5. Denial of Motion to Reconsider Suppression of Post-Arrest Statements
Quijano filed a motion for a suppression hearing regarding whether his post-arrest waiver of Miranda rights was voluntary. Quijano wanted post-waiver statements suppressed. The district court denied the motion because Quijano failed to allege facts warranting a hearing. Quijano filed a motion to reconsider.
The record is unclear regarding the disposition of the reconsideration motion. The parties represent that the reconsideration motion was denied. Yet the record shows that the district court intended to grant the motion "unless entrapment is a defense." Though Carmargo argued entrapment, Quijano did not. Moreover, the post-arrest statements that Quijano wanted suppressed are not inconsistent with Carmargo's entrapment defense. Therefore, the motion may have been granted. But the district court clerk noted on the docket that the motion was "moot." Given the state of the record, we are unable to determine how the district court disposed of the motion. The parties agree that no hearing took place, however. (The jury had already been empaneled when the court disposed of the motion.) The parties also agree that the government never used the post-arrest statements at trial.
Notwithstanding the state of the record, we affirm. Quijano's only argument on appeal relating to the suppression motion is that the district court's failure to hold a hearing and decide the suppression motion in Quijano's favor "served to preclude [his] Fifth Amendment right to testify on his own behalf." The basis for this assertion, presumably, is that Quijano's fear that the government would introduce his post-arrest statements to impeach his testimony was sufficiently well-founded to amount to a constructive denial of Quijano's right to testify.3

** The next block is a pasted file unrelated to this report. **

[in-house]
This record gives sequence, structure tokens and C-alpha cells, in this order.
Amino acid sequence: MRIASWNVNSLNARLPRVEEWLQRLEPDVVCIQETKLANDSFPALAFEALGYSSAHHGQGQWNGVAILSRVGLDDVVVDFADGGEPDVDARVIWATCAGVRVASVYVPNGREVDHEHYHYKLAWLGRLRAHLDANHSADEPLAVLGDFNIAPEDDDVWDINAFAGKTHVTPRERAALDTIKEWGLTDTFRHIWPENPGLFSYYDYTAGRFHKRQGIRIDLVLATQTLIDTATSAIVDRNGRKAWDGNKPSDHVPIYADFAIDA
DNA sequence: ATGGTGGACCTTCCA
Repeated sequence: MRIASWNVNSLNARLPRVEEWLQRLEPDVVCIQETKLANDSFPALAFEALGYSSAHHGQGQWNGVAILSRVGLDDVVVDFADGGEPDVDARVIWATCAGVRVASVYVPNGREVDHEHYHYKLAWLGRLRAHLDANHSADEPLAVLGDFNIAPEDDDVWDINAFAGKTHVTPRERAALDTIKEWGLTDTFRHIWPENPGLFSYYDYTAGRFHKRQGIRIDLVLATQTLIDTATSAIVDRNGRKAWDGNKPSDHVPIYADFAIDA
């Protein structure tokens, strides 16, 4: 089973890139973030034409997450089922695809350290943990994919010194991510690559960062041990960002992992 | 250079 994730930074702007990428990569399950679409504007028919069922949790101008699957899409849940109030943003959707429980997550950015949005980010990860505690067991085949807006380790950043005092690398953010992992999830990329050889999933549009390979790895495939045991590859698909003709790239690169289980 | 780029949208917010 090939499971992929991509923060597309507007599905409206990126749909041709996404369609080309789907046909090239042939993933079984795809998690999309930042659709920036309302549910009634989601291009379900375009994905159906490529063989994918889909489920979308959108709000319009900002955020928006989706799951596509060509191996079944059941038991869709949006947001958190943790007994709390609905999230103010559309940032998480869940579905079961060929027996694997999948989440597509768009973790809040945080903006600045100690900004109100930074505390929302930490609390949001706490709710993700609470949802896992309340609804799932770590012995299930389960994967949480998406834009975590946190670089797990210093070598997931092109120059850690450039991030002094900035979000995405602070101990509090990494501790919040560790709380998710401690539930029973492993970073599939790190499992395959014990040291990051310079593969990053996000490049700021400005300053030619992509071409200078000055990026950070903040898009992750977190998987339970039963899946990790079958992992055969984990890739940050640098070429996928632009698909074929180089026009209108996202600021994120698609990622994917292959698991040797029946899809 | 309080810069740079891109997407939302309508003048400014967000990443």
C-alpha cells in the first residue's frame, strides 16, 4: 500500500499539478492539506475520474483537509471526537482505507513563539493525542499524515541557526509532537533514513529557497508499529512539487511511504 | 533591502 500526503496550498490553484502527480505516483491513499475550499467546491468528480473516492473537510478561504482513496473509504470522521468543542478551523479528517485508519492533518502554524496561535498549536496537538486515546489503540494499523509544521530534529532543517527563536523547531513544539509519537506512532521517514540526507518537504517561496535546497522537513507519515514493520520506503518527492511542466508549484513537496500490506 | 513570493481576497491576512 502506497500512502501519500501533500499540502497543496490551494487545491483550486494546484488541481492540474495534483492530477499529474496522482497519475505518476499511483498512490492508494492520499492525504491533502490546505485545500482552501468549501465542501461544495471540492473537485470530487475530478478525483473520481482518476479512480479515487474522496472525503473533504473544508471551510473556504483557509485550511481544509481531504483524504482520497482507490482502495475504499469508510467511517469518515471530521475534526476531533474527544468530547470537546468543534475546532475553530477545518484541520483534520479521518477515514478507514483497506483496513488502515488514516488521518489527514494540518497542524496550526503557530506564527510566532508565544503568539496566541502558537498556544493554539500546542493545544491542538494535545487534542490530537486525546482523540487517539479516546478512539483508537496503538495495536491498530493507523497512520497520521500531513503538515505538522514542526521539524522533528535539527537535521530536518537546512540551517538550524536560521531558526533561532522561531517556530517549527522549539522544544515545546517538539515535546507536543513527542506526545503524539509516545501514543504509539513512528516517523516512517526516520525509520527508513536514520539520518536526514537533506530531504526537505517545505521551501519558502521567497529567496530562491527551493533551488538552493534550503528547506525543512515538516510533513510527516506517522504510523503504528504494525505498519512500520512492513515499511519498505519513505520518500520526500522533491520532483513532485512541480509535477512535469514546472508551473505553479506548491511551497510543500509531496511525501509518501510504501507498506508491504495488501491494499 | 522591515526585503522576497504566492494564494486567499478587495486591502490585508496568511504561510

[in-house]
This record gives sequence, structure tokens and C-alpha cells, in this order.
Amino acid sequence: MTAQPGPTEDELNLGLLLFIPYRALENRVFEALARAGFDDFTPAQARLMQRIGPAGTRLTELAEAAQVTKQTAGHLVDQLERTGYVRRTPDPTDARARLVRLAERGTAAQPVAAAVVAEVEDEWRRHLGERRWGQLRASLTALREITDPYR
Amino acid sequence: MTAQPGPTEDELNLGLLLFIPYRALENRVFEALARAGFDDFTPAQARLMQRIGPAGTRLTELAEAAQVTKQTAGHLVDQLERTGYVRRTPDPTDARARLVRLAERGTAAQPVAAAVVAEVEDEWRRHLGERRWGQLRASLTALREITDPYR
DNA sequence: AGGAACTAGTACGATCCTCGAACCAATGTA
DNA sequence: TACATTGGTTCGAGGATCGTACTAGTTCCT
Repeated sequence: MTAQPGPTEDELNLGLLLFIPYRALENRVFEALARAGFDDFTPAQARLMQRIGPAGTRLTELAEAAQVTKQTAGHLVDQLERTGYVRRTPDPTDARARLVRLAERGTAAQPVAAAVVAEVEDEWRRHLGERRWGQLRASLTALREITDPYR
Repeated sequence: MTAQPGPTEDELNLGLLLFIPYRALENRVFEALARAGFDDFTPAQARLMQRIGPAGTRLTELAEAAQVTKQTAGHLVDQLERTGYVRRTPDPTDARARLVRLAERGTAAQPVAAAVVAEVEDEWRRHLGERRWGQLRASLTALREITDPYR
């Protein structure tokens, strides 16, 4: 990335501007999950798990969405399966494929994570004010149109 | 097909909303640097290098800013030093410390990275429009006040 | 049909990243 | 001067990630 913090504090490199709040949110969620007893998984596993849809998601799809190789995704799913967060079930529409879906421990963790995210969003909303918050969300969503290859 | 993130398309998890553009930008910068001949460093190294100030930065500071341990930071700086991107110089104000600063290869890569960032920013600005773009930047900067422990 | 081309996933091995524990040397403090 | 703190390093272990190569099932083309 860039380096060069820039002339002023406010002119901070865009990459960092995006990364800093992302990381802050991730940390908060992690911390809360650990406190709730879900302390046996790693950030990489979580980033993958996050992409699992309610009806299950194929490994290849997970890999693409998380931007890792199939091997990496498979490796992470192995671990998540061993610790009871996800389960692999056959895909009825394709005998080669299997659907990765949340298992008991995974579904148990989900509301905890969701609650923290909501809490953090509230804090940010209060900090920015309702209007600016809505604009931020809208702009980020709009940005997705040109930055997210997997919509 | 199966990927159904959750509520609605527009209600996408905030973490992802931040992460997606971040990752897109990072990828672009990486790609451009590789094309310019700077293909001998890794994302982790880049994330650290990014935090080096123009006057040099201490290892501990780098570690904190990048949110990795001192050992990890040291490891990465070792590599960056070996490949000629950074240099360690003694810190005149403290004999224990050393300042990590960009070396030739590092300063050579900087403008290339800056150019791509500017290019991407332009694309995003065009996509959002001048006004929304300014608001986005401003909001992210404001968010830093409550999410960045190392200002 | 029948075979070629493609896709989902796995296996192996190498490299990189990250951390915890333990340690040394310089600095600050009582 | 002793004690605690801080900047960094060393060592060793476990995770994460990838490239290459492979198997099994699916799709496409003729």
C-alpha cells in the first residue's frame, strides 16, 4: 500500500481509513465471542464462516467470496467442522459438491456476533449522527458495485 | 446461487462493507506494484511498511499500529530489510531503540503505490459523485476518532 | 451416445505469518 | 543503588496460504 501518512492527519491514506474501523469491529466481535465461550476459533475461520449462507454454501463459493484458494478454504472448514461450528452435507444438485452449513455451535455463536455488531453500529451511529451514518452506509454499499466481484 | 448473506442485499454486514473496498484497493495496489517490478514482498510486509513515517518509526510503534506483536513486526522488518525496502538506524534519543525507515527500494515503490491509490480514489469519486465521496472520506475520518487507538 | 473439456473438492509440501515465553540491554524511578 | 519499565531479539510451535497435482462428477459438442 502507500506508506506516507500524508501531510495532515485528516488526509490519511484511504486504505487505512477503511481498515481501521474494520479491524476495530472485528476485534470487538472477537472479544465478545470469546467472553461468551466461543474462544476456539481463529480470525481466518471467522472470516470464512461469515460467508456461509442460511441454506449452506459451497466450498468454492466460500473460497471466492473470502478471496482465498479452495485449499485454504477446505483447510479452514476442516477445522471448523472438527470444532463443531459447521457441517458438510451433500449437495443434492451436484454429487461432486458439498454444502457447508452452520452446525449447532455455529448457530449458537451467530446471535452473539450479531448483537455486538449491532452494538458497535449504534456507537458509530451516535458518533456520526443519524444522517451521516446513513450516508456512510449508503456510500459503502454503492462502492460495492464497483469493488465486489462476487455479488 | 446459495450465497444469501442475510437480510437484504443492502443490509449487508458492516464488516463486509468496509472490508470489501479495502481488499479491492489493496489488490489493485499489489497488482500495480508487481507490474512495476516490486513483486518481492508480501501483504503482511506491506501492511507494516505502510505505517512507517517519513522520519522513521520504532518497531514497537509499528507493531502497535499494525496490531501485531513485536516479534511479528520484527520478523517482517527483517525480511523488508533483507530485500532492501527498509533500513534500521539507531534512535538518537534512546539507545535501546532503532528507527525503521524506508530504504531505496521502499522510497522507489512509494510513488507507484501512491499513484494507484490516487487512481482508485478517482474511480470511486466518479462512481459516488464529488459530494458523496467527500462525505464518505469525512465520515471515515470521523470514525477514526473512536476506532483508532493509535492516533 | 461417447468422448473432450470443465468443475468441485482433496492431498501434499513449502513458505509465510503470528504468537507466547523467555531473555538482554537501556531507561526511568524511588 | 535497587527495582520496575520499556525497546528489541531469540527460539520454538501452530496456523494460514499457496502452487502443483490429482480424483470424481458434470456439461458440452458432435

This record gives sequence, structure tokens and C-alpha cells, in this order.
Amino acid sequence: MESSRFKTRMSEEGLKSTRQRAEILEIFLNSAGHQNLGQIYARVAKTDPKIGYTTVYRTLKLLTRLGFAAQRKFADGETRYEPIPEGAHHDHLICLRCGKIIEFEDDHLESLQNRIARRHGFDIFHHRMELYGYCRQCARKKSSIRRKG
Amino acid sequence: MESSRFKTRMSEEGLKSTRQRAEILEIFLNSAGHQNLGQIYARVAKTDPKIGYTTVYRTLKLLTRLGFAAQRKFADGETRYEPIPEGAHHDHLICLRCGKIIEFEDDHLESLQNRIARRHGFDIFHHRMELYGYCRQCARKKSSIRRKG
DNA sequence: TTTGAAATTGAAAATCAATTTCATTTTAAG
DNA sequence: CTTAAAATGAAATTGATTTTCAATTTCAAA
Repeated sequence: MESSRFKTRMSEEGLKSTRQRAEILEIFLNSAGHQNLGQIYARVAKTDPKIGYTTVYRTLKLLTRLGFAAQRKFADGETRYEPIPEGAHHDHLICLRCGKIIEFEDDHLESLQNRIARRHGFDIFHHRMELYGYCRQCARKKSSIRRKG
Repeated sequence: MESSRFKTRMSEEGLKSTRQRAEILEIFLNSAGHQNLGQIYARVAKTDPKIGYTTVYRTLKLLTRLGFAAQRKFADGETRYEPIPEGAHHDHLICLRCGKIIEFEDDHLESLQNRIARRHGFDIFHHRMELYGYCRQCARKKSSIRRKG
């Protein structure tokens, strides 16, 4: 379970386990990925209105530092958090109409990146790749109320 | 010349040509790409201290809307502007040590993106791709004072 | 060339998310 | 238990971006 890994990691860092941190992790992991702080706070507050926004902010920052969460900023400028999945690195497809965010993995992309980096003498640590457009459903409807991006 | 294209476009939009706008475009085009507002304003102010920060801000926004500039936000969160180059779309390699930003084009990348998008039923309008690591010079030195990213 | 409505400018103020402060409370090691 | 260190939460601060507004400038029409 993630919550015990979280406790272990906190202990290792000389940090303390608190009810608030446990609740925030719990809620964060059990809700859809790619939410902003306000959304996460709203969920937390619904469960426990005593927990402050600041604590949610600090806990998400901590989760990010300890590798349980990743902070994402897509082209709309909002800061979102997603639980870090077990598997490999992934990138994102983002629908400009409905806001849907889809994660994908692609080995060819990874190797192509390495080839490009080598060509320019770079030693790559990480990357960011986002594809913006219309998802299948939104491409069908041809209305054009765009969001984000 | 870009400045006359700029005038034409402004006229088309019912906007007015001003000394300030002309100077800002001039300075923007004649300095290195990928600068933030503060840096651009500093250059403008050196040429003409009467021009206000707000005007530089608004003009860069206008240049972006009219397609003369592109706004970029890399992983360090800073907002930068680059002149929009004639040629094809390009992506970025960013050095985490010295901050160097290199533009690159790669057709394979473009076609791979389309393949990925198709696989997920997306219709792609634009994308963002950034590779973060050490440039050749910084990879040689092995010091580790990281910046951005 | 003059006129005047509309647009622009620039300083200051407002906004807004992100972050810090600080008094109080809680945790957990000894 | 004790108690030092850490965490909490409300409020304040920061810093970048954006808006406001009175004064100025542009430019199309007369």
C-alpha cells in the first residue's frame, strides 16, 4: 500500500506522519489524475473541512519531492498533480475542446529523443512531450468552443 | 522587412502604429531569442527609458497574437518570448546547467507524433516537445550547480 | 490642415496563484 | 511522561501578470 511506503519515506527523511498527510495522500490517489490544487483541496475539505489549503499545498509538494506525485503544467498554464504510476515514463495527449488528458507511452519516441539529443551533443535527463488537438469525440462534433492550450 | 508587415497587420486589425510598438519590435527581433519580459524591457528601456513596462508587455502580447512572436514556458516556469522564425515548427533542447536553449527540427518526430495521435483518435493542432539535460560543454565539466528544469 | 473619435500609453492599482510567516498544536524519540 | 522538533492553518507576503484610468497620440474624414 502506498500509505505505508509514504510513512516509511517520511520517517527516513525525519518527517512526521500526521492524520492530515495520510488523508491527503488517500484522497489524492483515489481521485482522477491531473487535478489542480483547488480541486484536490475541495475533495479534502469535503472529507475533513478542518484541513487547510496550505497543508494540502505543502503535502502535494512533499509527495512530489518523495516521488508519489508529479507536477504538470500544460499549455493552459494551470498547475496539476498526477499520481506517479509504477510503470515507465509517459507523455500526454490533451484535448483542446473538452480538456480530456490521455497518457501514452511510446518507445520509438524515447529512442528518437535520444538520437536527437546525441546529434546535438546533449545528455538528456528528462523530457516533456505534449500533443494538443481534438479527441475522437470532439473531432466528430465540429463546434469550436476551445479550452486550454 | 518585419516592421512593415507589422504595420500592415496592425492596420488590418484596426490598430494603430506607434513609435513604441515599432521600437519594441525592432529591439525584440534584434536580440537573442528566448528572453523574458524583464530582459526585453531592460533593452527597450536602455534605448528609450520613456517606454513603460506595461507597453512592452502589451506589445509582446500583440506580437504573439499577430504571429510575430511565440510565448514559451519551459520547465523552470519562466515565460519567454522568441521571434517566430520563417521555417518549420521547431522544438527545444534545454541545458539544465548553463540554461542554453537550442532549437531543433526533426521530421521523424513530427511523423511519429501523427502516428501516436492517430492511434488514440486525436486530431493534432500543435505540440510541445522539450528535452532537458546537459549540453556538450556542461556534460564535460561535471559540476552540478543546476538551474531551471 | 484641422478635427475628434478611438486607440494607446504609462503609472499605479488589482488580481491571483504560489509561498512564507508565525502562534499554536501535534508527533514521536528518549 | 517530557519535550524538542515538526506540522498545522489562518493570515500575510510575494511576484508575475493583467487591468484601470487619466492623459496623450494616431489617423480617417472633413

We find that Quijano waived his right to protest the district court's refusal to disallow Quijano's post-arrest statements. Two cases lead to this conclusion: United States v. Behanna, 814 F.2d 1318 (9th Cir.1987), and United States v. Bagley, 837 F.2d 371 (9th Cir.), cert. denied, 488 U.S. 924 (1988). The Behanna court held as follows:
[The defendant] ... argues that the district court erred in ruling that certain evidence could be used to impeach him if he took the stand. Because he did not take the stand, however, he is not entitled to a review of that question.
814 F.2d at 1321. Bagley is similar. Bagley was convicted of, inter alia, dealing firearms without a license. Bagley had one prior felony conviction. Bagley alleged that fear that the government would impeach him with his prior felony kept him from testifying in his own behalf. This court rejected that claim:
Bagley did not attempt to take the stand during his trial, so his assertion is speculative. To preserve an issue for review requires an offer of proof and the making of a record.